The Railways of Sri Lanka (Ceylon)

 By Vinodh Wickremeratne and Kanishka D. Perera

About Us
The Club
The Hobby

Model Railroading
What it's all about

Sri Lanka Railways
Rail Routes

The system built by the British, began operating in 1864, initially from Colombo, Henerathgodde (Gampaha) and to Ambepussa. Kandy was reached in 1867. 1925-40 was the peak of railway development. Most of the system is Broad Gauge at 5'6" with diminishing bits of Narrow Gauge at 2'6" (Dual Gauged since 1991). The system was known as the Ceylon Government Railway, as of late it is referred to as Sri Lanka Railways.

The system's track standards have not been upgraded for some time which has resulted in our trains being limited to an official 50 mph though the M4 and M8 classes are capable of 70 mph +. The current passenger stock is from Rumania (1976 onwards) and from the 1960's from China. The early trains had rolling stock of British origin and carriages built to British designs at our work-shops at Maradana and Ratmalana. As of late the system has been receiving stock from Korea and India.

B.D. Rampala MBE (1910-95), one of the World's greatest mechanical engineers was the General Manager of the CGR from 1955 to 1970. He started his career in the CGR in 1928. Standards set by the founders of the system were maintained during his tenure in office. All the developments - Centralised Train Control, dieselisation (the programme commenced in 1969 with the import of 45 W1's 16 W2's and 28 Y Class shunters) and the few track upgrades were carried out by him. He successfully conducted the grand Centenary Celebrations held in 1964.

  • Rail Routes of Sri Lanka

  • Locomotives of Sri Lanka

  • Modelling the CGR

  • The Viceroy Special

  • Books and Movies Featuring Railways of Sri Lanka

  • Modelling the CGR

    This is not easy as there is no commercial support in any scale for locomotives and rolling stock. The closest one could get is to model the M2 (Canadian General Motors type G12) by obtaining the HO scale models of South American and Mexican G12's made by Frateschi of Brazil and painting the CGR colour scheme.

    The Viceroy Special

    A nostalgic trip with period fittings and modern conveniences is available by travelling in the Viceroy Special. This is a steam hauled charter train regularly used by overseas visitors. The Viceroy project was spearheaded by Cliff Jones of UK and Hemasiri Fernando of JF Tours & Travels (currently Chairman of the National Railway Museum Committee). During the Second World War, Lord Louis Mountbatten, the last Viceroy of India and Supreme Commander of All Forces in the South East Asian Command (SEAC) had his headquarters in Kandy (in the central hills of Ceylon). He regularly used a special train called the SEAC Special. This was the inspirant for the name Viceroy Special. The original colonial Viceroy coaches have now being discarded due to metal fatigue and a set of CVhinese coaches adapted as a replacement though not with the level of character.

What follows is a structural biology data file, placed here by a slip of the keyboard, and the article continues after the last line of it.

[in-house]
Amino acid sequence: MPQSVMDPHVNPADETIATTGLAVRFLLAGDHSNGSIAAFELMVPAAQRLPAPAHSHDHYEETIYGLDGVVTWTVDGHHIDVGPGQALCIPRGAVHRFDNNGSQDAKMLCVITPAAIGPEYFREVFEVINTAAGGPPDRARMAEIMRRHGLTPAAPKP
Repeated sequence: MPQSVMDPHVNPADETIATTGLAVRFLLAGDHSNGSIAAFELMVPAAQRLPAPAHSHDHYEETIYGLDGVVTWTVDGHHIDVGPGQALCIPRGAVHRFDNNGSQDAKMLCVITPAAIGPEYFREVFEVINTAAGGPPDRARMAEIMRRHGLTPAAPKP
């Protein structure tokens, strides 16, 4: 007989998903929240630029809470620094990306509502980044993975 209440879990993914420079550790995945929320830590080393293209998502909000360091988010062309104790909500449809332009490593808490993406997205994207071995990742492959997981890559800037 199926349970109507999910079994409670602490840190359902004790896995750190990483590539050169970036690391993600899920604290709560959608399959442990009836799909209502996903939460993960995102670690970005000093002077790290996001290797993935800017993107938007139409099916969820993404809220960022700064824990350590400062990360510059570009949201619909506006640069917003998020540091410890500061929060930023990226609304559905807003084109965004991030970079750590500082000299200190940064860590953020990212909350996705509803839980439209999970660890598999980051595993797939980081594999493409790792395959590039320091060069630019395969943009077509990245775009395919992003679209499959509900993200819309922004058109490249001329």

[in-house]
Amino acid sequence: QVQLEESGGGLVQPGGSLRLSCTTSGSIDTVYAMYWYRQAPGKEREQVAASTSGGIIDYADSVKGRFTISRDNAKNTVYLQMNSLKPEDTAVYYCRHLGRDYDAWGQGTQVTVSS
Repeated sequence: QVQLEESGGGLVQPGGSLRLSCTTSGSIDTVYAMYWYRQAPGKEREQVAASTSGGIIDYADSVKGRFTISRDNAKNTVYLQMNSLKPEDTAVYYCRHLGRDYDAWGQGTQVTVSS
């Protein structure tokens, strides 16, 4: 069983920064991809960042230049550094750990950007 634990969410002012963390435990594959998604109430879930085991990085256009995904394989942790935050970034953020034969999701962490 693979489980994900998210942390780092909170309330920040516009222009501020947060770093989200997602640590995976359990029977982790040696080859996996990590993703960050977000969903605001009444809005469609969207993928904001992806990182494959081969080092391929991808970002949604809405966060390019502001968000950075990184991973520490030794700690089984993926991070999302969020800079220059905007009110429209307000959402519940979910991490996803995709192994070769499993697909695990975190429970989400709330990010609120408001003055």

Books and Movies Featuring Railways of Sri Lanka

    Carl Muller, a son of a CGR engine driver is the author of "The Jam Fruit Tree", "Yakada Yaka" and "Once Upon a Tender Time". These books, published by Penguin are a trilogy of a railway family of the Burgher community (Ceylonese of European descent, of which the CGR employed hundreds in years gone by) are hilarious and is a mixture of fiction and fact which the author aptly calls "faction". An insight to our railway life from the 1930s to the 50s can be delightfully experienced by reading these classics which form a masterpiece.

    Royston Ellis, famous travel author who resides in Bentota, Sri Lanka has now written a book Sri Lanka by Rail.

    The TV serial "The Last Viceroy" had its railway bits done in Sri Lanka. Sir David Lean's masterpiece "Bridge on the River Kwai" was filmed in Ceylon in the late 50's. A little more than a quarter mile of narrow gauge track was laid across the Kelani River at Kitulgala. K1 Class locos No.104 and No.106 were used for film sequences, No.104 was destroyed by design in the bridge bombing footage.

    A Sinhala film inaptly named "Demodera Palama" (The Demodera Bridge - in reality this picturesque nine-arched viaduct is in Ella) was a local box office hit in 1995. A rather realistic bombing of the bridge was achieved through models which may have been scaled about 1:20.

    Sources of Information

    Institute of Engineers Sri Lanka (IESL), History of Engineering Volume 1 The Rampala Felicitation Volume by D.L.O.Mendis & L.S.de Silva.

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